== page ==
The Pirelli Diablo scooter tires are superb but, at 120/70 for the front, and 160/60 for the rear, are of a narrow width. These small tires will be asked to do an awful lot in terms of controlling a scooter of the SRV’s weight and speed in wet conditions.
However, on a dry, warm day the handling was outstanding – by scooter standards at least. On my favorite piece of freeway access road, the SRV swept round the long, compound left-hand curve at 80 mph quite effortlessly.
On the Interstate, the legal speed limit of 70 mph was a mere trifle, and there was plenty of power for effortless overtaking. Only the tiny screen, which looks so cute, was a disappointment providing inadequate wind protection. Where it was less happy is on minor roads. Here, the rear suspension in particular reached the limits of its performance.
The SRV is also somewhat less practical than it should be. Some elements of the design are superb – such as the stylish rear view mirrors which provide excellent vision. However, the underseat storage area – even with the benefit of a Ferrari courtesy light – is too small. To be honest, I put my Arai in the storage box by way of illustration for a picture but I wouldn’t take the chance of closing the seat on a $900 helmet – the fit is too tight.
Another part of the design which must have been done by Piaggio trainee designers was the speedometer. For Britain, the primary display comes in kilometers per hour – although we operate in miles per hour. The mph numbers use a tiny, dark red font on a dark grey background, so I ended up looking at the kph figures in white and then doing the standard mental calculations of dividing by eight and multiplying by five – this being a good approximation of converting kph to mph. Every British motorcyclist learns to do this quickly during his first European trip so it wasn’t a major chore.
While some of SRV design features are impeccable, others are not. The speedomoter is especially difficult to read for the mileage readers amongst us.
If American riders get the same speedometer, it will be just like going back to Elementary school for your times table tests, so maybe this is Aprilia’s contribution to getting us intellectually lazy Westerners back on a par with the Chinese.
Where things stop being quirky-humorous and start being seriously inadequate is when a pillion rider is added. The suspension, which was already feeling stressed on poor road surfaces with just the pilot on board, simply gives up and goes home with the addition of a 140-pound passenger.
You might be able to take your petite, elegant PA two miles from your Milan Office to the restaurant at lunch time but add a full sized, female photographer, complete with a loaded camera bag and wearing bike gear, and you will be in for a really unpleasant experience. Riding like this is just untenable – bordering on dangerous.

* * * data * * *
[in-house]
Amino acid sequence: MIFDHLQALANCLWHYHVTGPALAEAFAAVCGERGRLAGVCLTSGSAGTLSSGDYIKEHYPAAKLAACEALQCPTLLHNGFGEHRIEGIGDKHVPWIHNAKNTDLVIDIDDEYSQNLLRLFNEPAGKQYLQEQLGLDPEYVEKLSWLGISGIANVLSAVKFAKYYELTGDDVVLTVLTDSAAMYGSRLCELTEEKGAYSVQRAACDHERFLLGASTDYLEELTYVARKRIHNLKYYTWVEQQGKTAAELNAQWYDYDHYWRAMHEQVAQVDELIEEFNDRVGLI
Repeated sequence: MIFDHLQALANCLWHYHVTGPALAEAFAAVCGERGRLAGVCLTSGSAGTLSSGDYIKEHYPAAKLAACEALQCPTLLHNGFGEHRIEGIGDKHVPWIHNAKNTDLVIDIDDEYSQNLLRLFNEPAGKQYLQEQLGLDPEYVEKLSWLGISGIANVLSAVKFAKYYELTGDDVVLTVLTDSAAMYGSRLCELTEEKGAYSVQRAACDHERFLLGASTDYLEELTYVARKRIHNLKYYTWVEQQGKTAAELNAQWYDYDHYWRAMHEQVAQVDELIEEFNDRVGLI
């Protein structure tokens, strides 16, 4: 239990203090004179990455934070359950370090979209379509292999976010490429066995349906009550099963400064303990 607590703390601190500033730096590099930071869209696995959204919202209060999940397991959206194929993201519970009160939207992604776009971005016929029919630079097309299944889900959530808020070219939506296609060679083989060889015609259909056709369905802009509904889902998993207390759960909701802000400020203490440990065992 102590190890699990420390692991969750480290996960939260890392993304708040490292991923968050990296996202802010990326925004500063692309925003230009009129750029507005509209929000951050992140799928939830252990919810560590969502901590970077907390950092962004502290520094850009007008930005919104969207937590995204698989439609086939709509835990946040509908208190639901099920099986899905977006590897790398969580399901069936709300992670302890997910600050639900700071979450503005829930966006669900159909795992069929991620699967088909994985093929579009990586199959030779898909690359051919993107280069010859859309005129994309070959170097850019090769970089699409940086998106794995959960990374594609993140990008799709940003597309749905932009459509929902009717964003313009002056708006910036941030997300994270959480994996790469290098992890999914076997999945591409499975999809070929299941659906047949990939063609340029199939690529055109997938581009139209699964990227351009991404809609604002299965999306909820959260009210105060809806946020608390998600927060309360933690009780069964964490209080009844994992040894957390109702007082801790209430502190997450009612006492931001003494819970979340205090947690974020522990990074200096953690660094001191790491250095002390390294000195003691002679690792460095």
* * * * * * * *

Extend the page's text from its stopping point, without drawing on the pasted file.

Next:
Female passengers also have another complaint. I’ll only provide the briefest outline and leave you to fill in the details. The width of the scooter beneath the pillion passenger’s legs means that she has to adopt a very uncompromising position – and one which is not normally seen in public except on internet sites of a certain kind…
This brings us full circle: would I write a check out for $12,000? The answer is yes and no. First the yes. If I wanted to ride recreationally, and be the center of attention wherever I went, then the SRV would be a strong candidate. In this respect, it sits in the same generic area as Harleys, Victory and the Japanese V-Twin clones. It’s also easier to ride and a generally more pleasant experience than most custom bikes. So, that’s one vote.
Should God decide to smite me and send me back to work in a city again, then I would be looking at the SRV as a practical means of defeating traffic jams and the usurious price of rail tickets. For a commuter machine, it is fun, practical and involving and would bring a smile to the drudgery of getting to and from work.
The engine in the SRV 850 is compliant with the strictest environmental quality regulations in Europe.
Away from these two areas, there are many other options to consider. For almost the same price as the SRV, Honda will sell you their incredibly fine CBF1000 which will do absolutely everything the Aprilia can achieve – but at least twice as well. Or you could have a Suzuki SV650 – and $6000 left in your bank account. And, right at the top of the tree, the same money as the Aprilia will buy you an all singing, all dancing Wee Strom – a bike which will bring joy to your life merely by looking at it.
Yes, I know that I am not comparing like with like but the big question for Aprilia dealers is how do you get customers, including riders like me, to part with their very hard earned $12K?